University of Florida

Florida Gators’ solid run defense braces for LSU star tailback Leonard Fournette

LSU’s Leonard Fournette, scoring on a 2-yard run against UF last season in a dramatic victory, averages 204.5 yards per game.
LSU’s Leonard Fournette, scoring on a 2-yard run against UF last season in a dramatic victory, averages 204.5 yards per game. AP

A classic paradox might be answered once and for all Saturday night.

What happens when an unstoppable force meets and immovable object?

LSU’s Leonard Fournette is built like a Mack Truck but runs like a Bugatti.

The Heisman Trophy front-runner has keyed the sixth-ranked Tigers (5-0, 3-0 Southeastern Conference) into the national championship conversation, but No. 8 Florida’s unrelenting and nasty defense aims to shut down Fournette and keep its own fairytale season alive in a bayou brawl under the lights in Death Valley).

“We want to keep this train going,” UF junior linebacker Jarrad Davis said. “We’ve been waiting all season for this. We didn’t know we’d be in this position — the top 10 — but we’re just ready to go. We want to take over.”

Although Florida has dealt with multiple negative national headlines this week — quarterback Will Grier’s suspension for performance-enhancing drugs and special teams ace Deiondre Porter’s alleged assault on his pregnant girlfriend — Saturday’s monumental matchup hasn’t changed.

Can Florida’s tenacious defense solve the Sphinx-esque riddle and find a way to stop Fournette?

LSU’s 230-pound sophomore back is the fastest in SEC history to reach 1,000 yards to start a season — topping the mark before the leaves even changed this autumn.

Breaking records

He’s breaking SEC records with abandon, averaging a whopping 204.5 yards per game and 8.6 yards per carry. His coming-out-party as a freshman was actually against UF, rushing for a 140 yards and two scores in LSU’s dramatic 30-27 win in Gainesville.

In 11 games since facing the Gators, Fournette has rushed for at least 140 yards seven times and became the first SEC tailback to gain more than 200 yards in three consecutive games.

“You’re facing the best player in college football,” UF coach Jim McElwain said. “His production is unbelievable. So now you have to go challenge yourself.”

Led by Davis, Antonio Morrison and a relentless front four, the Gators have been stout against the run in 2015, yielding just 99 yards a game — 12th-best nationally.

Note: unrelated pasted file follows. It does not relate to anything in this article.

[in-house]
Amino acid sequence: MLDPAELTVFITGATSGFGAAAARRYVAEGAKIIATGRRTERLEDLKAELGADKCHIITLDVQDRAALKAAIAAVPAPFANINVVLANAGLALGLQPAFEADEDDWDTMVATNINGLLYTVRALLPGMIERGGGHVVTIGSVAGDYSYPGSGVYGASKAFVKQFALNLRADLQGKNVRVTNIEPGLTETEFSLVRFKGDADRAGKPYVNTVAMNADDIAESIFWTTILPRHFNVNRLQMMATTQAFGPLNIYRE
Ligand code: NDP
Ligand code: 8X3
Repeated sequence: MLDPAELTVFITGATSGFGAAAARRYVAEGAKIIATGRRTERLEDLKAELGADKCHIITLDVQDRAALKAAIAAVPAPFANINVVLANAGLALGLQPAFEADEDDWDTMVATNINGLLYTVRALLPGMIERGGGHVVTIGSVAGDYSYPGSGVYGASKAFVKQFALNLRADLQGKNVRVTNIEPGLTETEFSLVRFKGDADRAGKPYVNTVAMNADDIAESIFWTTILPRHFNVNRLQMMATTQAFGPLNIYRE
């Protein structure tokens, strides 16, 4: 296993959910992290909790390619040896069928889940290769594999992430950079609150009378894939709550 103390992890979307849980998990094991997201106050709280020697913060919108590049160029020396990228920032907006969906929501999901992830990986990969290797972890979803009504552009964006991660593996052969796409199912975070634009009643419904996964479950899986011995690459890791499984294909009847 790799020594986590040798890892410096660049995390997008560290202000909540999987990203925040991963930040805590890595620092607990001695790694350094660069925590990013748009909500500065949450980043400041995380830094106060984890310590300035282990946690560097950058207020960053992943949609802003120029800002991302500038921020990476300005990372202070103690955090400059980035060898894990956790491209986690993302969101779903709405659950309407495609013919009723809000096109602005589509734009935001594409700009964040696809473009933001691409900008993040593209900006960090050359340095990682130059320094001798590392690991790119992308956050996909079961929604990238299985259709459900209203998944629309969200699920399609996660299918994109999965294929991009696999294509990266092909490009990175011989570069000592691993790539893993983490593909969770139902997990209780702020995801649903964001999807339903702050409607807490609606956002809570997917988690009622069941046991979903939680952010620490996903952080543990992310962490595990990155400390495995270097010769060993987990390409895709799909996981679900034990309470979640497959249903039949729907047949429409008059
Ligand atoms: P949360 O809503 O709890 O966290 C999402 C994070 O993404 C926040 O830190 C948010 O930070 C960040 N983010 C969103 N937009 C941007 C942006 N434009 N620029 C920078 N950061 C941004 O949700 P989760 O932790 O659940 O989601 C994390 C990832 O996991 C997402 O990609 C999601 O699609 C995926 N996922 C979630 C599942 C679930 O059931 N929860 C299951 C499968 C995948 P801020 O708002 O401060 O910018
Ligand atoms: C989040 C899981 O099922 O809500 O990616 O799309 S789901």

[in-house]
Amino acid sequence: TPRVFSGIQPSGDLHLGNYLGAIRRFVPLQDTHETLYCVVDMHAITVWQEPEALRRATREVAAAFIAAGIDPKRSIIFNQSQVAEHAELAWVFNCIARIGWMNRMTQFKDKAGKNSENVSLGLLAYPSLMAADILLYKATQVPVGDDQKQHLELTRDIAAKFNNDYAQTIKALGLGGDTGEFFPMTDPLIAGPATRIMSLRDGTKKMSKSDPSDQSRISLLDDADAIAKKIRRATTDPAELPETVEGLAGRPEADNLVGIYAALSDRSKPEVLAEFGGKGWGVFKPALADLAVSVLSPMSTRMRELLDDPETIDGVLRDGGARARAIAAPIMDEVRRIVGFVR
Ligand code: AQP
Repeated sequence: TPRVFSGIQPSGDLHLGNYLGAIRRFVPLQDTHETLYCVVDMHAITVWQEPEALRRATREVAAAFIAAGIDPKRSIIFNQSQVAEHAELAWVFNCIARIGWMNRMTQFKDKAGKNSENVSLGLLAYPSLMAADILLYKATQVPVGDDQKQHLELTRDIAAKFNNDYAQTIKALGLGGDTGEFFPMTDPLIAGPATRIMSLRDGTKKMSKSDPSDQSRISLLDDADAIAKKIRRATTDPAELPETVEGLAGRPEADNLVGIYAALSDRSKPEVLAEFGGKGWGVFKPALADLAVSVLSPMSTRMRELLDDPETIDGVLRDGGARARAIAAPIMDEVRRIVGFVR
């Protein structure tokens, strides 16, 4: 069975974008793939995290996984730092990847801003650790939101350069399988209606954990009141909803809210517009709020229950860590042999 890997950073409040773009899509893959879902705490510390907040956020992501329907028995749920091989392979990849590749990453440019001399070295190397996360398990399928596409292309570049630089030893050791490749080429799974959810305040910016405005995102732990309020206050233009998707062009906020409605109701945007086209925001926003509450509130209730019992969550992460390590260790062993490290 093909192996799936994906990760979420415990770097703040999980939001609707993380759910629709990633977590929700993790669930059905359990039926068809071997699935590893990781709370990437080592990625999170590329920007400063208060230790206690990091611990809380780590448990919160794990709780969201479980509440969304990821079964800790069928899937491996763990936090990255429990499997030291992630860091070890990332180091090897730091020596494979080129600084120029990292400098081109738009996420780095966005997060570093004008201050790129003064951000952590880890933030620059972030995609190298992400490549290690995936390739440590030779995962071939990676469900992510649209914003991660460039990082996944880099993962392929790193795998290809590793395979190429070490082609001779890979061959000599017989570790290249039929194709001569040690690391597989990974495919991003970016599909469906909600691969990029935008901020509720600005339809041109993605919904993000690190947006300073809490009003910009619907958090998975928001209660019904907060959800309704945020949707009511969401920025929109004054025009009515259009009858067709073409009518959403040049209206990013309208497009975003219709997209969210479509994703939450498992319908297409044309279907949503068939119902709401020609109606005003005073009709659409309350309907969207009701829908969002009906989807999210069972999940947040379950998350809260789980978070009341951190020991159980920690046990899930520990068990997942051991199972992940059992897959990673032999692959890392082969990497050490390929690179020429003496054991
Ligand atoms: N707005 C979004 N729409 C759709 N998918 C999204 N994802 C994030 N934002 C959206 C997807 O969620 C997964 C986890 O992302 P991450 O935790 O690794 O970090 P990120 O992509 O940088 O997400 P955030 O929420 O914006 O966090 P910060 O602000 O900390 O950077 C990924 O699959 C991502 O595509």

Florida hasn’t faced a traditional power-running team all season, though. It will now.

“They do what we like to do,” said Davis, on the game’s impending physical and smash-mouth nature. “They hit. We like to hit, so bring it on.”

Well, maybe.

UF struggled against Tennessee’s bruising attack engineered from the spread, missing upward of 30 tackles against powerful tailback Jalen Hurd and elusive quarterback Josh Dobbs.

So McElwain, never one to shy away from hyperbole, continued his weekly motivational muses to pump up his defense.

“[Fournette’s] probably excited as hell right now, saying, ‘I may be staring at a 300-yard game against these guys,’ ” McElwain said.

“The way we tackled the guys from Tennessee, I’m sure Leonard is liking his lips, saying, ‘This is probably the chance to get 300 yards. The heck with these 200-yard games.’ 

The Gators tackled well against Ole Miss and Missouri, and they understand stopping — or even merely slowing down — Fournette will take a group effort.

“He’s the best back in the league,” defensive tackle Jon Bullard said. “We’re just going to have to rally to the ball.

“He’s nothing we can’t stop, but we all do have to rally to the ball because he’s an excellent matchup.”

Ganging up

Florida is focused on gang tackling, with linebackers assistant and co-defensive coordinator Randy Shannon saying, “You know the kill shot, that may be great for the crowd, but when it all comes down to it, a tackle is a tackle no matter how you get it.”

Considering LSU is almost one-dimensional by design, Florida aims to force the Tigers to pass to win.

Although LSU has weapons outside (Travin Dural and Malachi Dupre), quarterback Brandon Harris doesn’t have much experience, and UF’s strength lies in its pass rush and stacked secondary. The Gators lead the conference in takeaways (13) and sacks (21) and rank second in tackles for loss (49).

“Best defense in the country against the best player in the country,” cornerback Jalen Tabor said.

Said Bullard: “This is a good matchup. It gives us something to go out and fight for. We don’t want him to run through us and then everybody question if we’re the best. I believe we are the best, and I think a lot of people do, too.”